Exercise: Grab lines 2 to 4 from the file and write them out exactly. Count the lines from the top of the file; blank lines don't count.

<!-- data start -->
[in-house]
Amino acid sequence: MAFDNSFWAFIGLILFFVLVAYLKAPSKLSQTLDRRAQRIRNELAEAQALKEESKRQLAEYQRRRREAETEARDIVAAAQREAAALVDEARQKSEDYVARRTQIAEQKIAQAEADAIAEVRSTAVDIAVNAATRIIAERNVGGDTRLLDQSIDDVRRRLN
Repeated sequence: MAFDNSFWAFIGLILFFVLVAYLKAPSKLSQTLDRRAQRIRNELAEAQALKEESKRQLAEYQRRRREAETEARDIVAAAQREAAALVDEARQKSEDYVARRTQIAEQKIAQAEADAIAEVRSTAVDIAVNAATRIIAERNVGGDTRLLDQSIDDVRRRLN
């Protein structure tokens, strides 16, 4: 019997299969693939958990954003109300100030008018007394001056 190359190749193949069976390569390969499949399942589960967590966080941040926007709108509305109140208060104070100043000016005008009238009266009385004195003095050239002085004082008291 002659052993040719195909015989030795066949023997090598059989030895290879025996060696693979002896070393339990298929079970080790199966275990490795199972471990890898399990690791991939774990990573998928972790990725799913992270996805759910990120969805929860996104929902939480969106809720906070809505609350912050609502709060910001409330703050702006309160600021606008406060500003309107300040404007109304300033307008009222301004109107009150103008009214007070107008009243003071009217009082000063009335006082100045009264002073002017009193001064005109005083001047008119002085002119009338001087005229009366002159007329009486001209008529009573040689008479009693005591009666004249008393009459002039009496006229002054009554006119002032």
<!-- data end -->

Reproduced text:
Amino acid sequence: MAFDNSFWAFIGLILFFVLVAYLKAPSKLSQTLDRRAQRIRNELAEAQALKEESKRQLAEYQRRRREAETEARDIVAAAQREAAALVDEARQKSEDYVARRTQIAEQKIAQAEADAIAEVRSTAVDIAVNAATRIIAERNVGGDTRLLDQSIDDVRRRLN
Repeated sequence: MAFDNSFWAFIGLILFFVLVAYLKAPSKLSQTLDRRAQRIRNELAEAQALKEESKRQLAEYQRRRREAETEARDIVAAAQREAAALVDEARQKSEDYVARRTQIAEQKIAQAEADAIAEVRSTAVDIAVNAATRIIAERNVGGDTRLLDQSIDDVRRRLN
């Protein structure tokens, strides 16, 4: 019997299969693939958990954003109300100030008018007394001056 190359190749193949069976390569390969499949399942589960967590966080941040926007709108509305109140208060104070100043000016005008009238009266009385004195003095050239002085004082008291 002659052993040719195909015989030795066949023997090598059989030895290879025996060696693979002896070393339990298929079970080790199966275990490795199972471990890898399990690791991939774990990573998928972790990725799913992270996805759910990120969805929860996104929902939480969106809720906070809505609350912050609502709060910001409330703050702006309160600021606008406060500003309107300040404007109304300033307008009222301004109107009150103008009214007070107008009243003071009217009082000063009335006082100045009264002073002017009193001064005109005083001047008119002085002119009338001087005229009366002159007329009486001209008529009573040689008479009693005591009666004249008393009459002039009496006229002054009554006119002032």